2018 is when m-commerce changes retail forever

2018 is going to be a year of major changes for the retail business, driven mainly by the amazing growth in mobile commerce. The data shows that the continued rise of m-commerce is inevitable and unstoppable, but it’s essential to look behind the numbers. More important than predictions of percentages and how many billions of dollars will be spent, what’s at stake is the way we interact with customers.

None of what’s coming is particularly new. It’s all based on proven technology. Massive brands like Walmart and Target are already implementing these techniques. Amazon is taking everything it has learned from online sales and will be using it in physical stores.

>See also: Retailers: “a frictionless mobile experience is our highest priority”

Even niche brands like Swedish fashion label House of Dagmar is changing the way they do business. The tech isn’t the issue. What 2018 will bring is a change in attitudes, where all this becomes widespread and commonplace.

Promotion will go mobile-first

Today’s customers expect everything through their phones. They don’t like email, and they don’t always have access to printers. Marketers will have to develop a mobile-centric approach, where notifications of sales or discounts, loyalty and incentive programs, or coupons are all available for mobile-only users.

As we see mobile marketing budgets increase and competition intensify, we’ll see some incredible innovation in this area: relying on simple banner ads and push notifications won’t be enough.

Enhancing the power of sales staff

Customers in-store are using their phones to help them shop; to locate items, check prices, read reviews, share with family, or even make purchases. But most sales staff are still working exactly as they always have done. They have to rely on their personal knowledge of what’s on sale, and they have no idea what’s currently in stock without going and checking in person. As a result, the customers often have more information than the staff.

>See also: Why mobile matters even more to big brands

Staff equipped with mobile apps, perhaps also smart watches, will be able to give customers better service. They can give personalized advice based on the customer’s purchase history, give accurate information on stock availability, and even take payment or make the purchase on behalf of the customer without needing to go to a checkout. What this creates is a far more appealing customer experience, which will be essential in the battle against pure online shopping.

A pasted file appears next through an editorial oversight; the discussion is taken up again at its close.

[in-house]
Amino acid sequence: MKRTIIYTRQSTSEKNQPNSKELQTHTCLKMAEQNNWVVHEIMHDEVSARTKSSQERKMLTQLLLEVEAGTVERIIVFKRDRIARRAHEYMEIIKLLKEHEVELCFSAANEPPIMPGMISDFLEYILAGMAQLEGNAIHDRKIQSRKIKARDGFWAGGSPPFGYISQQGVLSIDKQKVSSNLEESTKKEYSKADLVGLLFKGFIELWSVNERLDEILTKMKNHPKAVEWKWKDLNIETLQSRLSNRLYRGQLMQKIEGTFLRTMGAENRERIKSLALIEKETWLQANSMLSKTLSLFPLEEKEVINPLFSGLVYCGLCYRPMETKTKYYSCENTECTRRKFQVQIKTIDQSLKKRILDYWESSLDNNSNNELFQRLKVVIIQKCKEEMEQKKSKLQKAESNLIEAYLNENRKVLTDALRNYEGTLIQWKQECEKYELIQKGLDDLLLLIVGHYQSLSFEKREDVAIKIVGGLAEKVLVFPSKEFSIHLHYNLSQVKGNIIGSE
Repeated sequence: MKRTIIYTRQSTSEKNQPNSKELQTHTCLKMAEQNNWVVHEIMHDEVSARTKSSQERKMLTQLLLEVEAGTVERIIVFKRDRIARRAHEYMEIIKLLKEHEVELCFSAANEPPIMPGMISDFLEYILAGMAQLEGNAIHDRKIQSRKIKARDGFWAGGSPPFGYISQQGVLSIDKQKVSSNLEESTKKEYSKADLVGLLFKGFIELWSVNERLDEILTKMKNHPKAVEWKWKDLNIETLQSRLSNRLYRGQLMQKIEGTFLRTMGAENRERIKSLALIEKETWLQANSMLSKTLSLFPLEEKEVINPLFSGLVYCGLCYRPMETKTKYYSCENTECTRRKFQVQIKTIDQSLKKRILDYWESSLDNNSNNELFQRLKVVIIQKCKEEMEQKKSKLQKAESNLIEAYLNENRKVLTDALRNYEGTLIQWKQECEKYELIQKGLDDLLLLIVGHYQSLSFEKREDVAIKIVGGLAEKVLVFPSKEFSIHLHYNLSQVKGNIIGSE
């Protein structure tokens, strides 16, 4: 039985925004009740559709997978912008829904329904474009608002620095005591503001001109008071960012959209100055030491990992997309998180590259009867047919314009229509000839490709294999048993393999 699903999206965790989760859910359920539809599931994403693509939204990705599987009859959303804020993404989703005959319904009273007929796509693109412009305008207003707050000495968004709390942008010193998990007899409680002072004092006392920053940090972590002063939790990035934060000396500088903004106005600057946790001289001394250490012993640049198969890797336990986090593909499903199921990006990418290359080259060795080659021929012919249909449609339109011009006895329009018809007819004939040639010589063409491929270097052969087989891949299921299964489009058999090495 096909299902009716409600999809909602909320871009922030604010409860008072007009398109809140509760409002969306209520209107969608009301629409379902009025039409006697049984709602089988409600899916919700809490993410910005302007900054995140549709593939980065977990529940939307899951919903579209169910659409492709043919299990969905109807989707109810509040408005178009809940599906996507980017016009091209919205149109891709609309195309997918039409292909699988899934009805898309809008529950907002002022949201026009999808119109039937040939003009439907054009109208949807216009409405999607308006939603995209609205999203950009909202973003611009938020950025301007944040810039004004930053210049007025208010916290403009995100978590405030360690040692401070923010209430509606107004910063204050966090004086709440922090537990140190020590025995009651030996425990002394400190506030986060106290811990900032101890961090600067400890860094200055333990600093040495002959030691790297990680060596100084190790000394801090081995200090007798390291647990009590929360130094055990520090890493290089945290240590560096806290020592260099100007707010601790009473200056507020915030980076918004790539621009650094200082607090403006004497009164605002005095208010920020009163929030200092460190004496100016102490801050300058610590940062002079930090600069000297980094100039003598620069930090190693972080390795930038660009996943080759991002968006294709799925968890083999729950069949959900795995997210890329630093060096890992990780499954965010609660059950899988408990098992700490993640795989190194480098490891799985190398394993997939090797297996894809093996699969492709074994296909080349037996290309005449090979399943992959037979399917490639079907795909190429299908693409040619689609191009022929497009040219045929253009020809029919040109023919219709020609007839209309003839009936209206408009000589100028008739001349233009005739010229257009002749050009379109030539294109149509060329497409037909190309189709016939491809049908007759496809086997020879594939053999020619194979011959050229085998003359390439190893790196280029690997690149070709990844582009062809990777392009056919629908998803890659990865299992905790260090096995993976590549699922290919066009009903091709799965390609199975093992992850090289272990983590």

Alternative payments will become standard

Fintech is changing the way customers relate to money. They can easily make payments, get loans, or transfer money directly from their phones. Cash is disappearing in many countries, and credit cards are being overtaken by Apple Pay and Android Pay, PayPal, and other alternative payment systems. Online and traditional retailers who don’t accept these will become rarer and rarer, and by the end of the year, it’ll be a brave merchant who refuses to accept them.

Target estimate that incorporating a wallet into their app is four times faster than any other method of payment. It also enables them to add in gift cards and coupons into a single seamless transaction that’s simple for the customer. It may only be a few seconds saved each time, but subjectively, it feels like a huge improvement.

Aftercare, any time, any place

The key to staying in business will be customer retention. It’s not enough to make a single sale. And again, mobile will be the key to customer loyalty. As I said above, customers now expect to be able to everything via their phones.

>See also: The evolution into a cashier-less future

This means the entire customer care process will have to adopt a mobile-first approach. This will cover everything from tracking to reviews, complaints and returns. This could include live chat, allowing them to post video reviews, or even inviting them to participate in a customer community that can influence major corporate decisions.

The new standard

By the end of 2018, it will be normal for shoppers to do business without going near a computer, using a credit card, or checking their email. If they do visit a physical store, they may not visit a checkout if they make a purchase, and it’s quite likely that they won’t even buy anything – they’ll just check out what’s on offer and then purchase it online. That changes the entire business model for retailers. Some will doubtless cling to the old ways – we’ll see how many of them are still here in 2019.

 

Sourced by Andreas Hassellöf, founder of Ombori Group

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Nick Ismail

Nick Ismail is the editor for Information Age. He has a particular interest in smart technologies, AI and cyber security.

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